Maybe it's because it fell on a Sunday, but World AIDS Day came and went this year with little fanfare — underscoring just how global attention for the epidemic has flagged. And not at a good time: The youth bulge across Africa and other parts of the developing world mean that more efforts are needed to prevent transmission of the disease or risk seeing a mass of new patients that overwhelms the existing infrastructure for treatment.
That worry kind of undercut the few signs of this weekend of just how far the world has come:
- South Africa, the country with by far the highest number of HIV patients, rolled out a new, cutting-edge HIV treatment that has fewer side effects than previous formulations.
- UNAIDS used the annual event, which they held this year in Kenya, to highlight the importance of integrating communities into the response. In places where potentially marginalized groups, including men who have sex with men and sex workers, are included in creating programs, there has generally been good results in preventing the spread of the disease and getting patients on treatment.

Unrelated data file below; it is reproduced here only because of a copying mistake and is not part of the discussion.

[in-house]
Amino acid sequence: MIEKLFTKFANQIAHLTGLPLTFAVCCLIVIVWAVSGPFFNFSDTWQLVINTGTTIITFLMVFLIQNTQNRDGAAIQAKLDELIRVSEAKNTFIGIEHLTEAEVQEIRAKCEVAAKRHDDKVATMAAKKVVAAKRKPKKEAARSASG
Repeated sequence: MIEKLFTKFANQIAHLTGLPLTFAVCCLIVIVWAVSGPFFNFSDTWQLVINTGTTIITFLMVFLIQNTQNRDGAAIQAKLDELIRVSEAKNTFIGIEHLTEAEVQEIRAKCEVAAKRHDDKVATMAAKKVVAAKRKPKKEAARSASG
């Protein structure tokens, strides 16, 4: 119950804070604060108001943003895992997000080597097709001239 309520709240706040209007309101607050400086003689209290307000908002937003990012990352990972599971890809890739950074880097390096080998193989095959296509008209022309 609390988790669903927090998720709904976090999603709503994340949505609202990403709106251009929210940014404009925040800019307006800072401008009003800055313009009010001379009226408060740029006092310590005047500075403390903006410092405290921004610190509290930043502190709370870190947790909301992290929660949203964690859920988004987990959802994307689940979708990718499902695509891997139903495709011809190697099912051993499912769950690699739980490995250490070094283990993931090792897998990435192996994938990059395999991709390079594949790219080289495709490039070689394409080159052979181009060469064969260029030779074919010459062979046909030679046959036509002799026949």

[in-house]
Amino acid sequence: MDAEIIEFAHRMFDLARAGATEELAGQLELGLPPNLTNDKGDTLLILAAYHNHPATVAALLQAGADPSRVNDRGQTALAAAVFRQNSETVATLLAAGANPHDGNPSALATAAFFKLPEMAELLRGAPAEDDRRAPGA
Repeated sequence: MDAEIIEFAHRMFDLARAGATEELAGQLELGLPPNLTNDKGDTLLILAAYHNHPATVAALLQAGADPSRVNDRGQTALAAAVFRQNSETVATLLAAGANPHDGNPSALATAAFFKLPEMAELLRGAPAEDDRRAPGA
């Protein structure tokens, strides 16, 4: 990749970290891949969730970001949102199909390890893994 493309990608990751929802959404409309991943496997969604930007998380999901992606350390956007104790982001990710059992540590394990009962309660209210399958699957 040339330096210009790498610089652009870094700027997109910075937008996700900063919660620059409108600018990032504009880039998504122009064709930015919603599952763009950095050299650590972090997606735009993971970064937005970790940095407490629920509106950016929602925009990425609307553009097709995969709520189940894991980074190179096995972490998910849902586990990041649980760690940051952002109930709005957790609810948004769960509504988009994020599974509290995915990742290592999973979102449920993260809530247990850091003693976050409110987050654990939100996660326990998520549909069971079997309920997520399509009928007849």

These are developments that speak to the technological advances that make it possible for people to live full, productive lives and also the better understanding of how to ensure that the people who most need to are getting tested and treated.
But both developments also exposed key gaps: In South Africa, nearly 40 percent of the country's HIV patients are not on treatment. Globally, only 24.5 million of the estimated 37.9 million people living with HIV are on medication. Many of the people who need services are living in communities that continue to be marginalized by officials.
World AIDS Day would have been a good opportunity to remind people how much more still needs to be done.
- South Africa begins rollout of cutting edge HIV drug (The Guardian)
- Power to the people (UNAIDS)
- Africa AIDS conference: Healthcare leaders meet in Rwanda (Al Jazeera)